The Age of Enlightenment spanned nearly the entire 18th Century. While some historians contend that the 17th C Jewish-Dutch philosopher, Baruch Spinoza (1632-1677), paved the way for this important intellectual and philosophical era in humanity’s history, I suggest that the age began 16,700 years earlier, give or take, when humans painted the walls of the Lascaux caves. For if art means, per James Joyce, “to recreate life out of life,” is that not enlightenment? (Dictionary.com defines enlighten this way: “to give intellectual or spiritual light to; instruct; impart knowledge to.”) Those cave painters may have wanted to define, or “give spiritual life to,” the fauna and flora in their environment.
History shows us that the Egyptians “gave spiritual life to” their rulers’ tombs with art that combined images calligraphic and life-like. These artists clearly demonstrated an enlightened sensibility here.
This art is extant. Its very survival enlightens us, “imparts knowledge” to us about our human history, unlike the art of Appelles, Zeuxis, Parrhasius and countless other unnamed and unknown enlightened artists. Their work has been lost to time and neglect, with only ersatz copies and written records that attest its existence.
The art of Pompeii exists, if not for our pleasure, for our edification. This is the work of enlightened artisans, not mere decorators. (But is not all art decorative?) Their extant renderings enlighten us about the ancients’ manners, customs and mores with a verve and style that belie their age.
Medieval art advanced humanity’s enlightenment with its mosaics, sculpture and architecture, much of which is still extant due to its durability. The era’s beautiful illuminated manuscripts gave way to that most enlightening of inventions, Johannes Gutenberg‘s printing press, ca. 144o.
Then that bridge between the above and what follows: The Renaissance. With a backward glance and an enlightened eye, this era’s practitioners achieved artistic heights hitherto unknown in human history. Raphael, Michelangelo and Leonardo da Vinci, and their contemporaries, pushed back the boundaries of artistic expression, and much of it is available to us today in the world’s treasure houses of art.
The efflorescence of The Renaissance could not but enlighten and inspire all artists who followed. The Mannerism of the Baroque era gave way to the Romanticism of the Age of Enlightenment, where “reality” became the theme. The glories of this Age of Enlightenment—pictorial, literary, musical, dramatic, operatic, philosophical—are too numerous to mention here. Humanity certainly is the richer for the contributions thereof.
It’s said that the proliferation of photography caused artists to reconsider their roles as picture makers. Then the introduction of Japanese woodblock prints to the West enlightened them as to graphic possibilities hitherto unconsidered. Voila! Impressionism. While not immediately popular in Europe, New York and Chicago Gilded Age collectors were advised to buy, and buy they did; hence, such wonderful collections of the stuff in the US.
Things take off artisitcally in the 20th Century when Braque and Picasso start painting what they “know,” instead of what they “see.” Cubism is born and opens the dialog between art and viewer ever further.
The act of painting takes its place in the progress of art during the mid-twentieth century with Action Painting, famously exemplified by Jackson Pollack. Then, the one creating the art becomes as important as her/his work, e.g., Cindy Sherman, Matthew Barney, Jeff Koons, Damien Hirst.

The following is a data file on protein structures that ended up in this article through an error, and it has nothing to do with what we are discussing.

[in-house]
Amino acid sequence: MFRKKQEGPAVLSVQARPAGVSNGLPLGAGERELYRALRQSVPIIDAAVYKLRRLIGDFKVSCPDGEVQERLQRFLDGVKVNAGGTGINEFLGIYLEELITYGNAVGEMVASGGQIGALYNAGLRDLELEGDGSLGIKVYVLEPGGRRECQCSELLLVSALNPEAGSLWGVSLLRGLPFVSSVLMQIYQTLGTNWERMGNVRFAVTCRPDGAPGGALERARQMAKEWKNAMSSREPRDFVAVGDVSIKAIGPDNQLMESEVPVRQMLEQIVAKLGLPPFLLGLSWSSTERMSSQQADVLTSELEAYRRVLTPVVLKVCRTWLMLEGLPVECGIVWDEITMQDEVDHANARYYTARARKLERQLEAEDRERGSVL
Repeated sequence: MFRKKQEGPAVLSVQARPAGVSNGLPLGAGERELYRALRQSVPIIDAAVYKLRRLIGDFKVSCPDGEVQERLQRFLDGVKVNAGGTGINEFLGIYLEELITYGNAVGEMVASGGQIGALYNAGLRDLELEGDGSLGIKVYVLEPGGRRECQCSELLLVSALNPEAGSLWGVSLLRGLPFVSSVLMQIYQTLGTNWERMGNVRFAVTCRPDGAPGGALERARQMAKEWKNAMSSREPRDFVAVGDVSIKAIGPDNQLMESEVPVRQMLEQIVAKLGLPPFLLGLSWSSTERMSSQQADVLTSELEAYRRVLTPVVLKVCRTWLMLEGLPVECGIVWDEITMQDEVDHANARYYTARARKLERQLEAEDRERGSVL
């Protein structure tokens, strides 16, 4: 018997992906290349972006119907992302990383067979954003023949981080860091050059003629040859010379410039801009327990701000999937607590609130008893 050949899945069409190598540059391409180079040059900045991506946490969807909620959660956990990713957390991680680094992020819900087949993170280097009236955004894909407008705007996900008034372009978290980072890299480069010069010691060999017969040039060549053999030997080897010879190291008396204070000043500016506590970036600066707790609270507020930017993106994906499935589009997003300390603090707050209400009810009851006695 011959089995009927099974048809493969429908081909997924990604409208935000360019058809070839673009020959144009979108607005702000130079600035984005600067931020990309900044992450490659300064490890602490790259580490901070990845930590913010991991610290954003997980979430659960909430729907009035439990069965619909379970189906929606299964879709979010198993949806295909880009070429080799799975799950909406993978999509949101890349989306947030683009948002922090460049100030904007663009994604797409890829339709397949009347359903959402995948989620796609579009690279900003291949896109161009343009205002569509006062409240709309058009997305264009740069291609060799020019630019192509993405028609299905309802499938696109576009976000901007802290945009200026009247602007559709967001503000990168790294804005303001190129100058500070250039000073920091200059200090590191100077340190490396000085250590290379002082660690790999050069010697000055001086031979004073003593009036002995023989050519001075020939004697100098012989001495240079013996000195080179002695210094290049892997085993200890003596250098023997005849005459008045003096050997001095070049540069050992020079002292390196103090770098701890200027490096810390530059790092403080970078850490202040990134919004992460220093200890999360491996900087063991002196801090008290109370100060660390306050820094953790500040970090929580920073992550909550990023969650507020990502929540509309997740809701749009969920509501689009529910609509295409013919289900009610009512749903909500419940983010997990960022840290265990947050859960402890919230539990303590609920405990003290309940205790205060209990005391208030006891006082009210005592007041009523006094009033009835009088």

This fleeting overview omits a good deal in the artistic pantheon of humanity, obviously. Eastern art, African art, Aboriginal art all contribute significantly to the Enlightenment of the Family of Man. And what about the lively arts—dance, drama, music, opera? And literature? The great artists across these genres contribute so meaningfully to what it is to be human. Would not the world be poorer without them? So what, you may ask (if you’ve made it this far), has any of this to do with Enlightenment?
All this is at risk,
at risk of being destroyed or lost or subsumed by forces who are in our world today that have no regard for human values or achievements. These are forces—an Intervention—from the Greater Community who value this world for its rich biological diversity and for its strategic location in a highly populated region of space, all of which we know nothing about, and could only know from
a Source outside ourselves,
the New Message from God, a “warning, a preparation and a blessing.” One would do well to enlighten oneself about Life In the Universe, one of the texts of the New Message and free online. The Greater Community, another of the texts and also free online advises:
You must learn who is flying in your skies, who is taking your people against their will. This cannot be a deep dark secret now. It must come out into the open so that people can see it and understand it clearly. For, as We have said, it is not a mystery. It is a concealed truth, concealed by many forces.
These foreign races do not want our art, our music, our dance. In fact, they are threatened by them, as they can spark the latent Knowledge deep within all sentient beings.
also all free online, are “a genuine transformational message aimed directly at the underlying purpose of the alien Intervention in order to raise the awareness that we will need to face the challenges and the opportunities that lie ahead.” (from The Society for the New Message)
We are yet spiritual and creative in a universe where these are not valued. Our challenge is to maintain our sovereignty and freedom in this environment. If we can do that, we have the opportunity to unite as a human family and be an example for other free races in the universe with our art and cultural heritage intact.
- Enlightenment: Five Views
- Emptiness as Enlightenment